Of Hours And What To Do When The Practice Is Closed
medical centre telephone is diverted to NHS 24 at 6.00pm each weekday evening
and from 6.00pm on a Friday evening to 8.00am on Monday morning.
you are ill and need medical care during the out-of-hours period when the surgery
is closed, call NHS 24 direct on 111.
An experienced NHS 24 nurse
will assess your symptoms and provide advice to help you look after yourself at
home. If you need further assessment or treatment, either from a GP or at a local
hospital, NHS 24's nurse will arrange this for you.
In order to carry
out an accurate assessment, you will be asked for the following information: name,
address, phone number, GP's name and any medication you may be taking.
During normal daytime surgery hours, you should still contact the Red Practice
for urgent medical help or a routine appointment.
Accidents And Injuries
In the event of an injury or accident you should go directly to Crieff Hospital
who will then contact the duty doctor.
There are ample parking spaces for
disabled drivers at Crieff Medical Centre. There are automatic doors for access
to the centre and there is a level access to the reception area and to all consulting
suites. with a lift to the upper floor. The Medical Centre has wheelchair access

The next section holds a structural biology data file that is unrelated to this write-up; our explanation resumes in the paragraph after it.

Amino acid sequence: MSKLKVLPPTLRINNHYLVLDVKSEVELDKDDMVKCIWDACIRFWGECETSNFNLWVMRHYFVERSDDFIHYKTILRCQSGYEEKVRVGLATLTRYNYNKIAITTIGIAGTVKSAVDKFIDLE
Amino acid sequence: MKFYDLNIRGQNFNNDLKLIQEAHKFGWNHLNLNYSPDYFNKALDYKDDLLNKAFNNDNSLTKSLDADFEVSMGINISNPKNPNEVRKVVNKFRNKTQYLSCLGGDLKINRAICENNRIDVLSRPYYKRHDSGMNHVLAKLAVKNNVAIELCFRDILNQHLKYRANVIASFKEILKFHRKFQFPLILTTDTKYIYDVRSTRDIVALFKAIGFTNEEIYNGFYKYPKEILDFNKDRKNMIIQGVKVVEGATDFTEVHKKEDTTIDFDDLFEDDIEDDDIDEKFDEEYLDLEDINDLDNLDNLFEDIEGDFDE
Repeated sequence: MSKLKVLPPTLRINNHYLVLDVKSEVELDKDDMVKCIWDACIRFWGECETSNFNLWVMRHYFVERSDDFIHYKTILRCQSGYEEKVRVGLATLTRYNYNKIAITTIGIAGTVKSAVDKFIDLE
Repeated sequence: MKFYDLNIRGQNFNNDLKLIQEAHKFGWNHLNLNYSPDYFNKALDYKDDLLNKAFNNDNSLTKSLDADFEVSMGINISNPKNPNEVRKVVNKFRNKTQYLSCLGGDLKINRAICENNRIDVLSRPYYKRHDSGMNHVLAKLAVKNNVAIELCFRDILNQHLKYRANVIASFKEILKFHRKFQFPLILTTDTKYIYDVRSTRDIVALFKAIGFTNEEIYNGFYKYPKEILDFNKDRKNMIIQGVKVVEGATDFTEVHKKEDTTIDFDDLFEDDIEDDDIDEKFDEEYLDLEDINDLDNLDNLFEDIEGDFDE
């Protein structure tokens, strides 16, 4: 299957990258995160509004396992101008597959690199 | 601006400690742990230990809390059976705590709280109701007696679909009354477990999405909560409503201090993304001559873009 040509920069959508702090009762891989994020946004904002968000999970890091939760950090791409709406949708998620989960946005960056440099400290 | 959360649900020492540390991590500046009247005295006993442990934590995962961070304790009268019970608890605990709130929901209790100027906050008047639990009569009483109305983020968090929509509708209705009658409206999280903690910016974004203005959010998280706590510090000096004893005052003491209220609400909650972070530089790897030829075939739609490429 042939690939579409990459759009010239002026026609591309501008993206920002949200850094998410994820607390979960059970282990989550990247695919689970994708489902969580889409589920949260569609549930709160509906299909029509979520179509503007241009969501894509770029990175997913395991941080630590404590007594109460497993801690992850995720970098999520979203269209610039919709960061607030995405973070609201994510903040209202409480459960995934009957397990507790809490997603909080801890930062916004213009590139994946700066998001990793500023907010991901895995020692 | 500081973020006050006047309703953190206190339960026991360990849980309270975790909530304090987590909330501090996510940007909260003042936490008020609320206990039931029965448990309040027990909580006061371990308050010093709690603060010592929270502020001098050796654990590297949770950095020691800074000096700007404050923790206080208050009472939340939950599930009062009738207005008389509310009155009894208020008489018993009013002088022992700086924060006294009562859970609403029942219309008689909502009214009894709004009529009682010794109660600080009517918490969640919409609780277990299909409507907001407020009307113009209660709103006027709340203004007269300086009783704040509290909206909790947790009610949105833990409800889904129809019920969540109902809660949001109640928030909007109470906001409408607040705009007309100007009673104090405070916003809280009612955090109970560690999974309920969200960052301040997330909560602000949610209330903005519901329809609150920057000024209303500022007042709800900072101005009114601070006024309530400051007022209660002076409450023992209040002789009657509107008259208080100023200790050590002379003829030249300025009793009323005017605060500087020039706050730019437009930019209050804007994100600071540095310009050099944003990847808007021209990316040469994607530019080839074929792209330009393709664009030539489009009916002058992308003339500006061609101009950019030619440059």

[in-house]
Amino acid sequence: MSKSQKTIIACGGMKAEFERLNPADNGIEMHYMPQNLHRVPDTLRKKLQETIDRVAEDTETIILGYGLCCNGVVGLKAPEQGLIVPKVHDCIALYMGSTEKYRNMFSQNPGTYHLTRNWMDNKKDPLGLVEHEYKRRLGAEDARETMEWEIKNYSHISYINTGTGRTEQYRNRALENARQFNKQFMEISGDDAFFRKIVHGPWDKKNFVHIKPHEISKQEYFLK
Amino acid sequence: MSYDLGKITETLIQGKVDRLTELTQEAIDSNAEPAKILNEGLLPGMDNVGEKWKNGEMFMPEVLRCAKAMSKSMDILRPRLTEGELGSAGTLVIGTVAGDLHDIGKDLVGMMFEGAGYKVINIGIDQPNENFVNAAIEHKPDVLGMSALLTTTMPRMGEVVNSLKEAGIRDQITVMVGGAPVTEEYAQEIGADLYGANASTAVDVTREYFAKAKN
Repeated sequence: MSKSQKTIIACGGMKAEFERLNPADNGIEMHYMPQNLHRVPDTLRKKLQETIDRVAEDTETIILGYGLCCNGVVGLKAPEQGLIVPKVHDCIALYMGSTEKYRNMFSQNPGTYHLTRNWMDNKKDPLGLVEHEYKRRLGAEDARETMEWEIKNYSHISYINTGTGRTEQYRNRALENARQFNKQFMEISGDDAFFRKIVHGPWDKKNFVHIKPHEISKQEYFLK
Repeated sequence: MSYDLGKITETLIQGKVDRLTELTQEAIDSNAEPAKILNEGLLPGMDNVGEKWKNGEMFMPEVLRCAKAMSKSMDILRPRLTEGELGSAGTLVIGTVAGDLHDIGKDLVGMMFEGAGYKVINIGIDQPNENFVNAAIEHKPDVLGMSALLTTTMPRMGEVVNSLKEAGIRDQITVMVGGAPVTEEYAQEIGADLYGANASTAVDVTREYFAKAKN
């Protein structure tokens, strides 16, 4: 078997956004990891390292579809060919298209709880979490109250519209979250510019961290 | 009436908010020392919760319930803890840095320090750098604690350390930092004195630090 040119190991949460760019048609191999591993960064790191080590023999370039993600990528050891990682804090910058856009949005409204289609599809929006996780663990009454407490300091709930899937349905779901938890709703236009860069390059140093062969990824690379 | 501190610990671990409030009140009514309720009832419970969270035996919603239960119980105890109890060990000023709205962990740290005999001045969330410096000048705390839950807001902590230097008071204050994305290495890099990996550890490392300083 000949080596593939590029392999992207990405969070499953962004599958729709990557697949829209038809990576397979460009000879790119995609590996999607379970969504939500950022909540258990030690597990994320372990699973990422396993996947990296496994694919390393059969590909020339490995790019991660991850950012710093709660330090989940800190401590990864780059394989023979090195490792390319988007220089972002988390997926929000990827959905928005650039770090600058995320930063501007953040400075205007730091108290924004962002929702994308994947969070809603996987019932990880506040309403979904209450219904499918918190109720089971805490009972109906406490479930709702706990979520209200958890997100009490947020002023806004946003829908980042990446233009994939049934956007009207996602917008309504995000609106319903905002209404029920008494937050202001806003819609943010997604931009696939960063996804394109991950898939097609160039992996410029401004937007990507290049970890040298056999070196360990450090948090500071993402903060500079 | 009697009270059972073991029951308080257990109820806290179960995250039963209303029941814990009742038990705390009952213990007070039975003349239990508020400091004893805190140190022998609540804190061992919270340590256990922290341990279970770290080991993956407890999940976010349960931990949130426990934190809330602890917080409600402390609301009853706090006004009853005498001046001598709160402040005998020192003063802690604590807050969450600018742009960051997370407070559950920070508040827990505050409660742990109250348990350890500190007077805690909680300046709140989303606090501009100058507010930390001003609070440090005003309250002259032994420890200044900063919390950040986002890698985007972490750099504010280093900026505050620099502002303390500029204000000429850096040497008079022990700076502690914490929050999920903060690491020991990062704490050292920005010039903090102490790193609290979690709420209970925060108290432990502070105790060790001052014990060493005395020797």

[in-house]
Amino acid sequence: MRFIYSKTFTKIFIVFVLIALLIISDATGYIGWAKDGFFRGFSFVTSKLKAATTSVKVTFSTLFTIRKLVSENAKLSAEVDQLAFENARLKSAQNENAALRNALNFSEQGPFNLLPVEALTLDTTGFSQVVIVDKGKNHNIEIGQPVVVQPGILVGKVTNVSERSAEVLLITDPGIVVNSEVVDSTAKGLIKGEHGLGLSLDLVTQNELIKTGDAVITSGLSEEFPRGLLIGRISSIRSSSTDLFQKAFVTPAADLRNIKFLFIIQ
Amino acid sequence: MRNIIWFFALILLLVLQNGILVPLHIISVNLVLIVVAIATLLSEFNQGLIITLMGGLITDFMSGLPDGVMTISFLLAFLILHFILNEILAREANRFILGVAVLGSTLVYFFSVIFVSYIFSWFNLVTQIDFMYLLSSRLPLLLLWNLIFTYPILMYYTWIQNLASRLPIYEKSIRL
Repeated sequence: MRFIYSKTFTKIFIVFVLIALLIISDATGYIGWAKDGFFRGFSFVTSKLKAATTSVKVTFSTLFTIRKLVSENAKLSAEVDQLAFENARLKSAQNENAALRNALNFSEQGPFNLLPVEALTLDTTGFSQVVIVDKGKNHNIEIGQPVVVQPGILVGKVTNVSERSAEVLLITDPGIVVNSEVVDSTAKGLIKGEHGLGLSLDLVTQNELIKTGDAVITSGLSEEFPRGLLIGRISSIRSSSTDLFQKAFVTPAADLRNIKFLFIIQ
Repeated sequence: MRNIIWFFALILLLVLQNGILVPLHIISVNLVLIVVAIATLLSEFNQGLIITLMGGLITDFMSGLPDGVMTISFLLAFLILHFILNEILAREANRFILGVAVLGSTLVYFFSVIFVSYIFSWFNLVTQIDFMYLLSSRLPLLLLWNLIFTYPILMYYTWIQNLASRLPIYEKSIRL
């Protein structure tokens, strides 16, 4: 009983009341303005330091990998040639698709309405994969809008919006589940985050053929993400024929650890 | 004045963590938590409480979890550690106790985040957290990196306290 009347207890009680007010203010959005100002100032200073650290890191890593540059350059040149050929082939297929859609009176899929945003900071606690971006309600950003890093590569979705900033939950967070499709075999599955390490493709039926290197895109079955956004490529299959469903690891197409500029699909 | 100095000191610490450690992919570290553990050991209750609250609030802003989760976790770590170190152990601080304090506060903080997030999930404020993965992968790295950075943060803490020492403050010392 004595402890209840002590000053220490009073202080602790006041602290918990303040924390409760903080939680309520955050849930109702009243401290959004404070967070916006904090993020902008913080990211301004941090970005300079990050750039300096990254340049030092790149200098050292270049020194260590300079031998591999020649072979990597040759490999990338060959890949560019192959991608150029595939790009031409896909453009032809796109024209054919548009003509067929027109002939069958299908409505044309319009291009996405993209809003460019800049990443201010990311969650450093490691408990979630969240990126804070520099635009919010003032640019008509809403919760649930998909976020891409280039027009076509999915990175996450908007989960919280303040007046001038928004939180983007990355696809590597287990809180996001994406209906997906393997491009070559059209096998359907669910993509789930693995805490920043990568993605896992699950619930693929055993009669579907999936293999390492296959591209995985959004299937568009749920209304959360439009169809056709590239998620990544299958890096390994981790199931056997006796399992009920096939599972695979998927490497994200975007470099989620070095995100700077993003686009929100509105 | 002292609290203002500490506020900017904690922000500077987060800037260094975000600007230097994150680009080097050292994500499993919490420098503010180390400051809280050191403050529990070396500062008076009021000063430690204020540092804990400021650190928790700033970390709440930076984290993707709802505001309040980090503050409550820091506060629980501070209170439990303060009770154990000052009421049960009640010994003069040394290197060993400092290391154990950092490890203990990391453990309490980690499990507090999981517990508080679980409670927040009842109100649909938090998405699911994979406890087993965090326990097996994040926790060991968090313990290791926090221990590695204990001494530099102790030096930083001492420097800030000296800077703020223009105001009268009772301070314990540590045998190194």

and disabled toilet facilities. We have comfortable easy chairs in the waiting
room and our reception desk has a lowered area for wheelchair access.
OF THE SERVICES PROVIDED BY THE PRACTICE
General medical services -
provided by all the partners.
Maternity medical services
- provided by all the partners.
Contraceptive services - provided
by all the partners.
Child health surveillance - provided by all the partners and the health visitors.
IUCD/implant services - these are available.
Anticoagulant monitoring - provided by all the partners and Tayside Anticoagulant Service.
Near patient testing - provided by all the partners.
Health promotion clinics -
run by the practice nurses and the health visitors, and supported by the doctors.
Minor surgery - performed
by the doctors.
Advice on immunisation
It is very important that all babies and children are fully immunised.
Illnesses such as diphtheria, tetanus and polio are, thankfully, rare now because of recent immunisation policies.
Whooping cough (pertussis) causes a very distressing illness with severe prolonged coughing and it is strongly recommended that all babies have this vaccination along with their other baby injections (there are very few
contra-indications). If you have any worries or queries about any aspect of your child’s immunisations please feel free to discuss them with your doctor, the practice nurse or the health visitor.